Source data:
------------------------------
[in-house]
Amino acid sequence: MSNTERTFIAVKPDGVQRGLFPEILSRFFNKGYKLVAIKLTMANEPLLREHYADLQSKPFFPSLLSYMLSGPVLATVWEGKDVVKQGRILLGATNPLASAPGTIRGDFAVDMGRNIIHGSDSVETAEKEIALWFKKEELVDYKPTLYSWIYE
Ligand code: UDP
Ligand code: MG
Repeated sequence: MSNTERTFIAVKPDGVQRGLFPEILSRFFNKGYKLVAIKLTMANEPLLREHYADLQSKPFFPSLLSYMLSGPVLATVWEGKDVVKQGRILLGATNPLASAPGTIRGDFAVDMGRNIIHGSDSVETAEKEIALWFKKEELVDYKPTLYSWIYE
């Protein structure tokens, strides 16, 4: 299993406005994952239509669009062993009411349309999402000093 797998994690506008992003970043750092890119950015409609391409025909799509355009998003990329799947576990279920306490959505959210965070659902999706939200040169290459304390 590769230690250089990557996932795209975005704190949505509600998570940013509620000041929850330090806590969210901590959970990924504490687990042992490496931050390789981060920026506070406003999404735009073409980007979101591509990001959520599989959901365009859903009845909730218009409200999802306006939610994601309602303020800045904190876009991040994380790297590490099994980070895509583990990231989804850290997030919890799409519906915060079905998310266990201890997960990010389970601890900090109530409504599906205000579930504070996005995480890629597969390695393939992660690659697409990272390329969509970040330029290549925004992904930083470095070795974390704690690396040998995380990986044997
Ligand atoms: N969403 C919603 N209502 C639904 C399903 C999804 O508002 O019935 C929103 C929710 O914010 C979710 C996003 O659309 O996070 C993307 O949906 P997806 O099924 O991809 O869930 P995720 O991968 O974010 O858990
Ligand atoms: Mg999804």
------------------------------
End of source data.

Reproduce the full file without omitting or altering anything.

[in-house]
Amino acid sequence: MSNTERTFIAVKPDGVQRGLFPEILSRFFNKGYKLVAIKLTMANEPLLREHYADLQSKPFFPSLLSYMLSGPVLATVWEGKDVVKQGRILLGATNPLASAPGTIRGDFAVDMGRNIIHGSDSVETAEKEIALWFKKEELVDYKPTLYSWIYE
Ligand code: UDP
Ligand code: MG
Repeated sequence: MSNTERTFIAVKPDGVQRGLFPEILSRFFNKGYKLVAIKLTMANEPLLREHYADLQSKPFFPSLLSYMLSGPVLATVWEGKDVVKQGRILLGATNPLASAPGTIRGDFAVDMGRNIIHGSDSVETAEKEIALWFKKEELVDYKPTLYSWIYE
């Protein structure tokens, strides 16, 4: 299993406005994952239509669009062993009411349309999402000093 797998994690506008992003970043750092890119950015409609391409025909799509355009998003990329799947576990279920306490959505959210965070659902999706939200040169290459304390 590769230690250089990557996932795209975005704190949505509600998570940013509620000041929850330090806590969210901590959970990924504490687990042992490496931050390789981060920026506070406003999404735009073409980007979101591509990001959520599989959901365009859903009845909730218009409200999802306006939610994601309602303020800045904190876009991040994380790297590490099994980070895509583990990231989804850290997030919890799409519906915060079905998310266990201890997960990010389970601890900090109530409504599906205000579930504070996005995480890629597969390695393939992660690659697409990272390329969509970040330029290549925004992904930083470095070795974390704690690396040998995380990986044997
Ligand atoms: N969403 C919603 N209502 C639904 C399903 C999804 O508002 O019935 C929103 C929710 O914010 C979710 C996003 O659309 O996070 C993307 O949906 P997806 O099924 O991809 O869930 P995720 O991968 O974010 O858990
Ligand atoms: Mg999804």